In the years following the 2016 election, we’ve all slowly become aware of how widespread misinformation is, as well as the extent to which Big Tech has largely turned a blind eye to it. What we don’t really talk about, however, is how susceptible many of us are to fake news — and how much our preconceived notions of the world play into our willingness to buy into bullshit. An Irish study published in the journal Psychological Science, however, offers a terrifying glimpse at how easily we can be manipulated, and how difficult it truly is for many of us to discern between fact and fiction.
Led by Gillian Murphy, a lecturer at the School of Applied Psychology at the University College County Cork, the study took place one week before the 2018 initiative to repeal the Eighth Amendment, which made abortion totally illegal except in cases where the pregnancy posed a significant risk to the mother’s life. The researchers asked more than 3,000 eligible voters how they planned to vote in the referendum, then presented them with six news stories about the abortion referendum, two of which were fabricated and featured inflammatory behavior from partisans on both sides of the issue. The subjects were then asked whether they’d heard the stories before, and if so, if they had any memories about them. The goal was not just to determine how susceptible the subjects were to the lure of “fake news,” but also whether certain stories were more likely to resonate with them according to their specific political views — regardless of whether the story was true or not.
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As it turns out, nearly half of the subjects reported having previous memories of having read stories that were totally fabricated, with some even reporting details of the stories that were not contained in the (again, totally made-up) articles the researchers showed them. In itself, this is not surprising: as anyone who has watched Jimmy Kimmel’s noxious Lie Witness News segment knows, it’s far from uncommon for people to pretend to be more news-savvy than they actually are, and claiming to have prior knowledge of totally made-up news stories certainly falls in line with that impulse.
What is more terrifying, however, is that people were far more likely to remember false information if it aligned with their political views. And this was true regardless of where they fell on the spectrum: those who supported legalizing abortion, for instance, were more likely to remember false and inflammatory details about people in the anti-choice contingent, while people who were against legalizing abortion were more likely to remember false and inflammatory details about those who supported legalization. In other words, people recalled the information that already confirmed their point of view, regardless of whether that information was true or not — and what’s worse, even after the researchers told them that some of the news stories were fake, they failed to correctly identify which ones.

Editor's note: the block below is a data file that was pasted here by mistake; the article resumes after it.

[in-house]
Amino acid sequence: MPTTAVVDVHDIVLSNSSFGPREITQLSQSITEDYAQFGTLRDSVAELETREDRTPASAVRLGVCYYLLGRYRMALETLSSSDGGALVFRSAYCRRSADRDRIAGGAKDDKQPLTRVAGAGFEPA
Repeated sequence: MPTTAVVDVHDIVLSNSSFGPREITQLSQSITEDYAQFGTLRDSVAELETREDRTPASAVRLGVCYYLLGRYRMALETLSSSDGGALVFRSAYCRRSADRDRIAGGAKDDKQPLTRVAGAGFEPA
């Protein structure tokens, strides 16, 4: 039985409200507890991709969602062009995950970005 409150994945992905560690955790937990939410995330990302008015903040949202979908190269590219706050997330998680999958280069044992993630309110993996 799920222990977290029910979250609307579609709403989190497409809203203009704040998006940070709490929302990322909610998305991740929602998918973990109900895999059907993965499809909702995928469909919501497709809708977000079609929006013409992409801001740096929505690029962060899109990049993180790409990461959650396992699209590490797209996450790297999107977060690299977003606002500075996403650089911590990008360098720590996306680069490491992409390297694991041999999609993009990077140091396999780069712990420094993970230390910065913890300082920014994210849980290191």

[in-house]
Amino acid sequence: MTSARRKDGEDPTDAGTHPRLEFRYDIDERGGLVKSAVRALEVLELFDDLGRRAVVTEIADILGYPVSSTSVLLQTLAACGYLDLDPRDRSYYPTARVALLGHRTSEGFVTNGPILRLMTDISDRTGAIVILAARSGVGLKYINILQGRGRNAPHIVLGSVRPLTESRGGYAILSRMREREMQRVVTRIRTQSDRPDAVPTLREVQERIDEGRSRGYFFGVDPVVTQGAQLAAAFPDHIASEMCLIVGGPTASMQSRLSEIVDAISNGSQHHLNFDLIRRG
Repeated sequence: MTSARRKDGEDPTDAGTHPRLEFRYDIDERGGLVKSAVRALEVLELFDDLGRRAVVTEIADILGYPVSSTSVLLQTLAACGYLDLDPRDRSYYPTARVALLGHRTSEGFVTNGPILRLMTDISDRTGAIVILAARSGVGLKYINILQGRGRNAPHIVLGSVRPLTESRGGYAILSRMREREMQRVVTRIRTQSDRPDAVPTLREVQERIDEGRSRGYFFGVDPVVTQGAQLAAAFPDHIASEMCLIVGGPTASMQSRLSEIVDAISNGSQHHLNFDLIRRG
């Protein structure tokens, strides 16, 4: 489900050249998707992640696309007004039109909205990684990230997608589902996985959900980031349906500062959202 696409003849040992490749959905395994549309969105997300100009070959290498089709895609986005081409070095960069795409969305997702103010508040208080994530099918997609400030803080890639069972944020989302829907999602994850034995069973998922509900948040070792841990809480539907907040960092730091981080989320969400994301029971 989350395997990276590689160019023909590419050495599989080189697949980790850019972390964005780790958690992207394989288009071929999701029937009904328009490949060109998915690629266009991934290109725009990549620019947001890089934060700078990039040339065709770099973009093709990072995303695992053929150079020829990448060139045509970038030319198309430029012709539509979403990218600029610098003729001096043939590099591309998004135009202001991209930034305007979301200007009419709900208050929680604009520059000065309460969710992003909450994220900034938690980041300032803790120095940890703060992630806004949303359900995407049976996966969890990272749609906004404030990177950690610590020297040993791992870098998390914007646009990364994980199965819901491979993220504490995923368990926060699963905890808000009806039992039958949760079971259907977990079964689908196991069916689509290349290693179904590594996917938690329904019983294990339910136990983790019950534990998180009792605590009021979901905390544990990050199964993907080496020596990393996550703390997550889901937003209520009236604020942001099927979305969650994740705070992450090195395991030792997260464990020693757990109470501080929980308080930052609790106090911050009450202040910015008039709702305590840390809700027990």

The implications of this study are clear: not only is it shockingly easy for bad actors to manipulate people by exploiting their biases, but it’s also not easy for people to readjust their perspectives after they’ve been manipulated, even if they’ve been explicitly told that’s the case. “People will act on their fake memories, and it is often hard to convince them that fake news is fake,” co-author Elizabeth Loftus of the University of California, Irvine said in a press release. With many social media platforms steadfastly refusing to censor or deprioritize inaccurate or poorly vetted information, as evidenced by Twitter allowing the #ClintonBodyCount and #TrumpBodyCount conspiracy theory hashtags to trend after Jeffrey Epstein was found dead, it’s incredibly easy for this information to both spread and appear legitimate to the average media user.
Not everyone is susceptible to the lure of fake news: according to the results of the cognitive tests the researchers gave to the subjects of the study, people who scored low were more likely to remember fake stories that fed into their political beliefs than people who scored higher. Again, this is not super surprising: it makes sense that smarter people would be more skeptical about the media they consume than, uh, the less intellectually rigorous among us. But in the months leading up to the 2020 election, when our feeds will inevitably be barraged with sensationalist headlines and hashtags, these results aren’t exactly comforting.